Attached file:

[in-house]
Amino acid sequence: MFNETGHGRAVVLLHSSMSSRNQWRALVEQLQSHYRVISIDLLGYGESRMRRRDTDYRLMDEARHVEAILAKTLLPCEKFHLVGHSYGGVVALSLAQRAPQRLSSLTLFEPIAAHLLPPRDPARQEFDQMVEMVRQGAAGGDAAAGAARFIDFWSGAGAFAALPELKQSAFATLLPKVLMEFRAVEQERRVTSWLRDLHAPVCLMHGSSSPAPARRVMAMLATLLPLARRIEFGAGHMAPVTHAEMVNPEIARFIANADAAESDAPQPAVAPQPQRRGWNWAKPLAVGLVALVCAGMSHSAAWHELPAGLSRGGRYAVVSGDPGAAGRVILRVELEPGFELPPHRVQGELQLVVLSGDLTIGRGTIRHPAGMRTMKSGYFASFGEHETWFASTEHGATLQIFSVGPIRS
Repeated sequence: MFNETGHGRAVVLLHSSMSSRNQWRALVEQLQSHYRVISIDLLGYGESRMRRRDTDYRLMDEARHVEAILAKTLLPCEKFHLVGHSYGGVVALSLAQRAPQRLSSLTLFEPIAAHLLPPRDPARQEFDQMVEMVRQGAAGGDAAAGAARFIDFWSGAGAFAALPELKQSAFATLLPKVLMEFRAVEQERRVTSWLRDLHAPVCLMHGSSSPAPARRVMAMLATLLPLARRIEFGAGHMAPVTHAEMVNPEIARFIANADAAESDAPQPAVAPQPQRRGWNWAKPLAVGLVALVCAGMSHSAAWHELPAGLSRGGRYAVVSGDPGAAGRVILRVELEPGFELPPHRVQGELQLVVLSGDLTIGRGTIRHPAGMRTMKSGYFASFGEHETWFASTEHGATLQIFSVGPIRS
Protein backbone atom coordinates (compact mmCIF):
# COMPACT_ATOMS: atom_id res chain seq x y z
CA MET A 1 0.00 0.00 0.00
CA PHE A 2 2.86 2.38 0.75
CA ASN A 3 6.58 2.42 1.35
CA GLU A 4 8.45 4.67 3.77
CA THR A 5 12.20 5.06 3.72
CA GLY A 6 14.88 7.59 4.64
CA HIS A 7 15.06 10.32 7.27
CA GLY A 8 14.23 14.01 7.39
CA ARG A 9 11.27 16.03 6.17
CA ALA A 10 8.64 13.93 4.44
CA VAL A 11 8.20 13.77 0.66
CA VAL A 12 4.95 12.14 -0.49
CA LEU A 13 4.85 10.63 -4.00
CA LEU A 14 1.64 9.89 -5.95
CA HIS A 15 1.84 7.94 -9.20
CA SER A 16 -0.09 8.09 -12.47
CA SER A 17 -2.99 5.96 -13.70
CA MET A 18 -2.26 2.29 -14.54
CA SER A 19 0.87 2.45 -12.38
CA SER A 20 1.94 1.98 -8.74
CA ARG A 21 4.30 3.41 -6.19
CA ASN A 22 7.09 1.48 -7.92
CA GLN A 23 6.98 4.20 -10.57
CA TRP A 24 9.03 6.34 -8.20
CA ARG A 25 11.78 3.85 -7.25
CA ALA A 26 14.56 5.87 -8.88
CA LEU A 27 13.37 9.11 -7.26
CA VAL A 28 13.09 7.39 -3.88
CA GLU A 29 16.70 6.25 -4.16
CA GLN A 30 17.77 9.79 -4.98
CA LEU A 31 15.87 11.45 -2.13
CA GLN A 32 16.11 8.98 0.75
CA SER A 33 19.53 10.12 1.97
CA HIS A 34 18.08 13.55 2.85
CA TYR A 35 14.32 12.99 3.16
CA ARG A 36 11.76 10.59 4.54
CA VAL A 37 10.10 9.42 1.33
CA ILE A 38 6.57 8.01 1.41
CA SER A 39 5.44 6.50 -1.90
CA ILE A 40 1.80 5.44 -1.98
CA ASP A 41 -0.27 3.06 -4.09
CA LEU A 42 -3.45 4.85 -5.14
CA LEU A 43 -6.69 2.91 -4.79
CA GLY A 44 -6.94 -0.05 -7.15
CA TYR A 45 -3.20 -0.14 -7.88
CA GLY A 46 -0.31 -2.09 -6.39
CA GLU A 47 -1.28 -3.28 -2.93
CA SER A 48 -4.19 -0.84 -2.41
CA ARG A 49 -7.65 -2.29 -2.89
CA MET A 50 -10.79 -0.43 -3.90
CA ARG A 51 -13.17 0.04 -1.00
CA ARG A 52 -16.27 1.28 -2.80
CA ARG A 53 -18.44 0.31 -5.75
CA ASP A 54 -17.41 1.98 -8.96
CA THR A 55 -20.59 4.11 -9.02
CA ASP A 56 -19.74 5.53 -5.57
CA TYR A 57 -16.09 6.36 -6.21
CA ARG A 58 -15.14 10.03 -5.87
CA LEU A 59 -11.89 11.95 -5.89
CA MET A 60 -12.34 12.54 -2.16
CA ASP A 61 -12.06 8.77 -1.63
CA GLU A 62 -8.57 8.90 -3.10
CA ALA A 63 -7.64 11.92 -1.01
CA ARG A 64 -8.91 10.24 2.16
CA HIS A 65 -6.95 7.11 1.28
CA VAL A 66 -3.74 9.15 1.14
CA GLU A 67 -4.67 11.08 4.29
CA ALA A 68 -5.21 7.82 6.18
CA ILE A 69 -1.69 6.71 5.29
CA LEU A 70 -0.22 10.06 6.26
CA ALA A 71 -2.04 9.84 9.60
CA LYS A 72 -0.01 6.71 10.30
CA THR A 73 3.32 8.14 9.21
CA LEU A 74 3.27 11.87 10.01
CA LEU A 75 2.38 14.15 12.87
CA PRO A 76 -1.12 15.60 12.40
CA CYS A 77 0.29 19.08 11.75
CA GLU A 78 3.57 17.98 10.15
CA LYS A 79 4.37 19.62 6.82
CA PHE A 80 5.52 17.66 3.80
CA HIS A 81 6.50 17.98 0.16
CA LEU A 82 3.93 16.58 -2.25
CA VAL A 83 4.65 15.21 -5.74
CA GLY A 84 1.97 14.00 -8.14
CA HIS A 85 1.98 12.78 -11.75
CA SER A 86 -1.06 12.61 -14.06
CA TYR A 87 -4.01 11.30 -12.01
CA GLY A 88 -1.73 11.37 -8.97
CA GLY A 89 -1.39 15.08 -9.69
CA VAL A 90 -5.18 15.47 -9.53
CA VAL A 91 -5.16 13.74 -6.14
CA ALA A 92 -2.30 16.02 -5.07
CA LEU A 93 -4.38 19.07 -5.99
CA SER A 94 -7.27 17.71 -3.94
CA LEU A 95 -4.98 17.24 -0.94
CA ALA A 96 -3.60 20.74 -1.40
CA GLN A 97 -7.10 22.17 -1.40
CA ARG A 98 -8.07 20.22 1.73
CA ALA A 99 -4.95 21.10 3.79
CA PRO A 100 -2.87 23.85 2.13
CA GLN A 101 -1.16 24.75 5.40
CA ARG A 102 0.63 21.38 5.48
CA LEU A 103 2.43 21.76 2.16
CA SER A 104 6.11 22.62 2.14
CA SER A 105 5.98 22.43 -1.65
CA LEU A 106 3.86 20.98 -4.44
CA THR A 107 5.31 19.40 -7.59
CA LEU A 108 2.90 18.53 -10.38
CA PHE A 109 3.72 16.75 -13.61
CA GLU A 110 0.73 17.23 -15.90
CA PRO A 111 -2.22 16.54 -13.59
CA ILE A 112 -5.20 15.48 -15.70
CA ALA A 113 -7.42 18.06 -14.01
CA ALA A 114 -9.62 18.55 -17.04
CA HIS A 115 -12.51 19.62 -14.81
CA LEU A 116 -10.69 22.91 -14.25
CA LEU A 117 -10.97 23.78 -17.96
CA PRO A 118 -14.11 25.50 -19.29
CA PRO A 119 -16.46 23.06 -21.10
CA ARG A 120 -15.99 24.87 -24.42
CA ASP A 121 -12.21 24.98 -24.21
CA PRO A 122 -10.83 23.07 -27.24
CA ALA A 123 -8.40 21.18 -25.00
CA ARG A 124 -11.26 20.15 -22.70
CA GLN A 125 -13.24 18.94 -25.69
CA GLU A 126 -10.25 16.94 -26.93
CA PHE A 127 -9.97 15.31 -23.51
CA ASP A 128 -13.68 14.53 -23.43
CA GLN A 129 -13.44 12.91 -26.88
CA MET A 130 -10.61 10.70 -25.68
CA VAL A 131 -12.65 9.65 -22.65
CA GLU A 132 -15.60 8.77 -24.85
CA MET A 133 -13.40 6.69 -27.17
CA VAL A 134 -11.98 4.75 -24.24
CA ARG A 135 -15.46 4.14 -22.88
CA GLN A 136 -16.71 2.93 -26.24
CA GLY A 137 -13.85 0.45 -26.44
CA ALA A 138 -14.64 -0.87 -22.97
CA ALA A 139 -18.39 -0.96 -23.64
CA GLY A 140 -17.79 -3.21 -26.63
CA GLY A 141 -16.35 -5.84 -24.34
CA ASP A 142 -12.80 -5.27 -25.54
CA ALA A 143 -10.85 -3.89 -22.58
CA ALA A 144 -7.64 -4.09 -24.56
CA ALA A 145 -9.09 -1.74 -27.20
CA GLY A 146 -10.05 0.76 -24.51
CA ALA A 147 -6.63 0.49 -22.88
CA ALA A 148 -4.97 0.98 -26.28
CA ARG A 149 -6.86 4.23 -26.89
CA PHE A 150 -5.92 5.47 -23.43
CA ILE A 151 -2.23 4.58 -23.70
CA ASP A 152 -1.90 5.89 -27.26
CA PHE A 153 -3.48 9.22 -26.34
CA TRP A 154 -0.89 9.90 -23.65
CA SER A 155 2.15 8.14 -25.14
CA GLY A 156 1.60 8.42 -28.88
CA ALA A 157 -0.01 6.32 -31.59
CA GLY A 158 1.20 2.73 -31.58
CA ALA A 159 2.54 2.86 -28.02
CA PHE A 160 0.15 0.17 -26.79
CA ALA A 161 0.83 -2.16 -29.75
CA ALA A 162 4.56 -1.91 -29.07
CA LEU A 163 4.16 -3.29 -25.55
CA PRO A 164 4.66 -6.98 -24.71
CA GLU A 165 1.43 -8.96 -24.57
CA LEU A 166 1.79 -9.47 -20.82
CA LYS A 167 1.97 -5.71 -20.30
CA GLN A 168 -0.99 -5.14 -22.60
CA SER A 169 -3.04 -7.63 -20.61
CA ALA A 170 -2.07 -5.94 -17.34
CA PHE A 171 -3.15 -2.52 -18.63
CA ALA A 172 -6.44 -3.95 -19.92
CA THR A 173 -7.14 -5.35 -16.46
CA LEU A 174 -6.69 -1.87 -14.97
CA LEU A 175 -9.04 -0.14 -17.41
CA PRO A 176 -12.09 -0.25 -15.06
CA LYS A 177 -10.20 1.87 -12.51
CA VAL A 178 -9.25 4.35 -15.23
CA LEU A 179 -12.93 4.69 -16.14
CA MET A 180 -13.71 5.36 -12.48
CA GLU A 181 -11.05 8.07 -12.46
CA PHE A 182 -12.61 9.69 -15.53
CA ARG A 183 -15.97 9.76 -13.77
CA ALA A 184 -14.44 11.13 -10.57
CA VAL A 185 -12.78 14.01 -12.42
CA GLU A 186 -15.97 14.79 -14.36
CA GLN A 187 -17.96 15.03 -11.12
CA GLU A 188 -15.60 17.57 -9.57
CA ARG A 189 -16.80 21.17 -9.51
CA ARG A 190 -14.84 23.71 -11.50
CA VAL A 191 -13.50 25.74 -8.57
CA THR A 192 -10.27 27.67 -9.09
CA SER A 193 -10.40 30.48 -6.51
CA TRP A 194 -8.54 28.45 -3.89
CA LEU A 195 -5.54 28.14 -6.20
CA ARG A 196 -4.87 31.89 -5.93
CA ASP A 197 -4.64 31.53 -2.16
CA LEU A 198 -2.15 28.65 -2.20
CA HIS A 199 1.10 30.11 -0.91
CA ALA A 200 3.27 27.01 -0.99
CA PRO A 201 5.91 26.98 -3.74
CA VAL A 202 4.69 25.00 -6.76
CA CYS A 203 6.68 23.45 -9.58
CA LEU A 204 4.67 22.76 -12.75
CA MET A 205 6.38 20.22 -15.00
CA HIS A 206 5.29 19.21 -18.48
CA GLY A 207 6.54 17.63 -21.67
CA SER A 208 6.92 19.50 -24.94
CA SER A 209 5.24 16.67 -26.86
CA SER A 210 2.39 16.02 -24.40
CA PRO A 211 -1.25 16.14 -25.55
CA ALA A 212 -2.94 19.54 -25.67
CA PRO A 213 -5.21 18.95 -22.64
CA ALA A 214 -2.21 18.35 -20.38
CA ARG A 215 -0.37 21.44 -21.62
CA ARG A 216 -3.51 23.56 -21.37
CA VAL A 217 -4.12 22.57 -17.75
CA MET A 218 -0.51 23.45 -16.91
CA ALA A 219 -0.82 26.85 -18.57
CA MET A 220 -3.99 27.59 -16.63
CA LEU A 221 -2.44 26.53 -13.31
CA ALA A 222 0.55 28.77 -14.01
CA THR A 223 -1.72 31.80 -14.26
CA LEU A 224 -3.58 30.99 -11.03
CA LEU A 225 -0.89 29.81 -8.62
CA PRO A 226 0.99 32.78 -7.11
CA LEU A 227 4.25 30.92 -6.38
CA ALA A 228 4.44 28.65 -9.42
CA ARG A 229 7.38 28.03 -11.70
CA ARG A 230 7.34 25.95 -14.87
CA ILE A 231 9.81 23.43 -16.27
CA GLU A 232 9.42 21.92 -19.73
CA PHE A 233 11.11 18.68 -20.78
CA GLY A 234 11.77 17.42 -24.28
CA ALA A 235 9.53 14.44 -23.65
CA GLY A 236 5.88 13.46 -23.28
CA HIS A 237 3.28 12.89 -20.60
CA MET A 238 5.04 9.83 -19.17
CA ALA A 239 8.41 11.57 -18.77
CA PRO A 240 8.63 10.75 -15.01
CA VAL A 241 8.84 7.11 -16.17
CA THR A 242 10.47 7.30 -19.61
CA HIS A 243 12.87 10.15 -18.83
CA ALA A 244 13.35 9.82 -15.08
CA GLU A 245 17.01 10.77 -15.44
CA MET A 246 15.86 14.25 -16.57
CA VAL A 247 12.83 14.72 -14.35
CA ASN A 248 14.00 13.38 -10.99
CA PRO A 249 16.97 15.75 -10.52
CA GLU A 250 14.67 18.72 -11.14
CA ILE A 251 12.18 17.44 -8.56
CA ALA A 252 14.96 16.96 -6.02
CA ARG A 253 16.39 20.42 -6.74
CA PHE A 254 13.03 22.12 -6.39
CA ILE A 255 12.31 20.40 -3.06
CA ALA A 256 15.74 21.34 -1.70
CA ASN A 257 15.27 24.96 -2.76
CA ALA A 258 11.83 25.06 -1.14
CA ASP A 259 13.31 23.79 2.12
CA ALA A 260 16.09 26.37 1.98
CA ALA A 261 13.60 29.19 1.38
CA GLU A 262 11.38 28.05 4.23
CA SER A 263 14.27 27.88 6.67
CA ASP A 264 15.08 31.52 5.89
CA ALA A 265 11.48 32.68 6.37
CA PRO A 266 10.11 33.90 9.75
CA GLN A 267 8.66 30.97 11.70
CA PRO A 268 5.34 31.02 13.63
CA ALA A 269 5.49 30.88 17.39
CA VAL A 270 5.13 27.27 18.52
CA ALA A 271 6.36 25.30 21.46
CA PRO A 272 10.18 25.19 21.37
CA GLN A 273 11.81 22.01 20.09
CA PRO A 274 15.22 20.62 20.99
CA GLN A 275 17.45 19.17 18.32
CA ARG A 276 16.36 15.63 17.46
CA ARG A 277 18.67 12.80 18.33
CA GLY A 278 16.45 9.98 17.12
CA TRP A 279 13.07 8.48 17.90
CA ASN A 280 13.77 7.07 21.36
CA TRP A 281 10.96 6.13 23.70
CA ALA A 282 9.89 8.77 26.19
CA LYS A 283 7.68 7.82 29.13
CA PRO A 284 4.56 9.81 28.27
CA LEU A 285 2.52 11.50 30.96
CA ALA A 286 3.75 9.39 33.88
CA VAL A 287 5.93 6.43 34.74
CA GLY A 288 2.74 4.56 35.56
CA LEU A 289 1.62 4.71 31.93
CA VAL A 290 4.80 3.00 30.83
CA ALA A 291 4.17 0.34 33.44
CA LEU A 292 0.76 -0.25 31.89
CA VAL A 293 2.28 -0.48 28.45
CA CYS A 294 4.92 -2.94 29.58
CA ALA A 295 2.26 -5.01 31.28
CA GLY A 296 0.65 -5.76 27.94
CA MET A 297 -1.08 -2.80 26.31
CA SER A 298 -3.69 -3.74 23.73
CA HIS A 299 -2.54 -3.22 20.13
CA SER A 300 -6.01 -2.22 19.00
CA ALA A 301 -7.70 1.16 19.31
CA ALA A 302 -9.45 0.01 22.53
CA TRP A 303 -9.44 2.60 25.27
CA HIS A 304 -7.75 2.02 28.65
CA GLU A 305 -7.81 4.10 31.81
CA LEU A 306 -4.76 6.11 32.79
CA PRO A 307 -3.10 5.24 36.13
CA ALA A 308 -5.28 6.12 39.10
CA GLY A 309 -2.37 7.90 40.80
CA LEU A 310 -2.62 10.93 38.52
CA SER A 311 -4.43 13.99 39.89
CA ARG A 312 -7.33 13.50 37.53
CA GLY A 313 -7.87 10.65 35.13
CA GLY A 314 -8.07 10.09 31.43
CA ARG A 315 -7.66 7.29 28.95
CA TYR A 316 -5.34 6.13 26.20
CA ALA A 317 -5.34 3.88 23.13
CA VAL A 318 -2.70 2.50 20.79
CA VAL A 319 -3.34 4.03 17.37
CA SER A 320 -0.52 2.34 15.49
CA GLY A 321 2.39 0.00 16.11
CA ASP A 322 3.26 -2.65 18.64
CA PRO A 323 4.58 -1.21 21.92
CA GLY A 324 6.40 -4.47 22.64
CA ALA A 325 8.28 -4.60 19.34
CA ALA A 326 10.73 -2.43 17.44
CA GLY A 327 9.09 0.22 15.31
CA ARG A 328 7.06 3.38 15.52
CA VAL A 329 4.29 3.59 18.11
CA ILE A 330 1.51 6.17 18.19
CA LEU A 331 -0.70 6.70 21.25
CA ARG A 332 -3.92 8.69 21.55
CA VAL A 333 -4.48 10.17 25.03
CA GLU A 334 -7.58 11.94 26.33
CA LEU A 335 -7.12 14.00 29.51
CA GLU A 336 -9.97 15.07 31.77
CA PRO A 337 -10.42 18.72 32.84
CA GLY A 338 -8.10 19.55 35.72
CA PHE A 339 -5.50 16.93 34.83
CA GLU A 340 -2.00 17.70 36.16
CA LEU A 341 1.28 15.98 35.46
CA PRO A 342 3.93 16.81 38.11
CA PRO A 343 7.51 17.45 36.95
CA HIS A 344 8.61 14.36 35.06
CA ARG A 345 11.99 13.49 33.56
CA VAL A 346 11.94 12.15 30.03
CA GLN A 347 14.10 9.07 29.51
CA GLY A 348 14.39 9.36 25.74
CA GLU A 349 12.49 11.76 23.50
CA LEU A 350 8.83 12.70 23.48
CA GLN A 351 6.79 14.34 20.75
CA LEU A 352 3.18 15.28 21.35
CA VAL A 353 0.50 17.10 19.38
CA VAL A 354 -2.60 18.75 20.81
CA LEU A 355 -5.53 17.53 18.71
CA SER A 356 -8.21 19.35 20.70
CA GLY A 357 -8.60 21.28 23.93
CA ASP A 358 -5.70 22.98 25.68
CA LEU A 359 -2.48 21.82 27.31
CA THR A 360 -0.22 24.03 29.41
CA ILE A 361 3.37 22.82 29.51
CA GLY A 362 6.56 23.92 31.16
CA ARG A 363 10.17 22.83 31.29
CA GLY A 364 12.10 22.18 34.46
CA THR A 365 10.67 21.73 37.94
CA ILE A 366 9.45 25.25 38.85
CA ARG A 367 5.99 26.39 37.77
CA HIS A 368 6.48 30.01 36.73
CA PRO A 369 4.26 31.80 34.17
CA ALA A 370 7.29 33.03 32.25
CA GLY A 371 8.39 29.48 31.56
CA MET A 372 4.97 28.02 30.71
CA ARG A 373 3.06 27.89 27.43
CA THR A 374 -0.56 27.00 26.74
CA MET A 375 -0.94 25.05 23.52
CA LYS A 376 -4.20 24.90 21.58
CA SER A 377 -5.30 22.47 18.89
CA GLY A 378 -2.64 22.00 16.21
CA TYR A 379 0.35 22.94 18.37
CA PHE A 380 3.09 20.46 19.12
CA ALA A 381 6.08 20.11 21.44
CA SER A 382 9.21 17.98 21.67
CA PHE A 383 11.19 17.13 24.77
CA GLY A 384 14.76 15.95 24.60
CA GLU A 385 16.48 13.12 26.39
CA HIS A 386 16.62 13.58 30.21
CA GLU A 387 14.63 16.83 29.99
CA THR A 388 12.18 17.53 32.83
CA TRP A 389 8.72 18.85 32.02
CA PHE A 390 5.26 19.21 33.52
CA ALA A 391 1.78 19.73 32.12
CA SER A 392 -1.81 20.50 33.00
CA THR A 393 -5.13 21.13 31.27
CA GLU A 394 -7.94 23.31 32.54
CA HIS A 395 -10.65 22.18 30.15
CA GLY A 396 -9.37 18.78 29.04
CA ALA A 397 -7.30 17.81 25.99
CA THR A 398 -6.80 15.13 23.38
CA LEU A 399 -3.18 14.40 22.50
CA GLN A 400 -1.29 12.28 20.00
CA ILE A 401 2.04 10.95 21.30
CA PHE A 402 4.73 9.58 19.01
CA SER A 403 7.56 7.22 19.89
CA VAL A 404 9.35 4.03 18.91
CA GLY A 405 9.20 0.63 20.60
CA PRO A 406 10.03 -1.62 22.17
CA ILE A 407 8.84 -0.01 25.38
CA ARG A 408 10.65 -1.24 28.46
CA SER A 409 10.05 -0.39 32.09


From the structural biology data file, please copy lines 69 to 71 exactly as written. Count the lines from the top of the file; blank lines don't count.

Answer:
CA ARG A 64 -8.91 10.24 2.16
CA HIS A 65 -6.95 7.11 1.28
CA VAL A 66 -3.74 9.15 1.14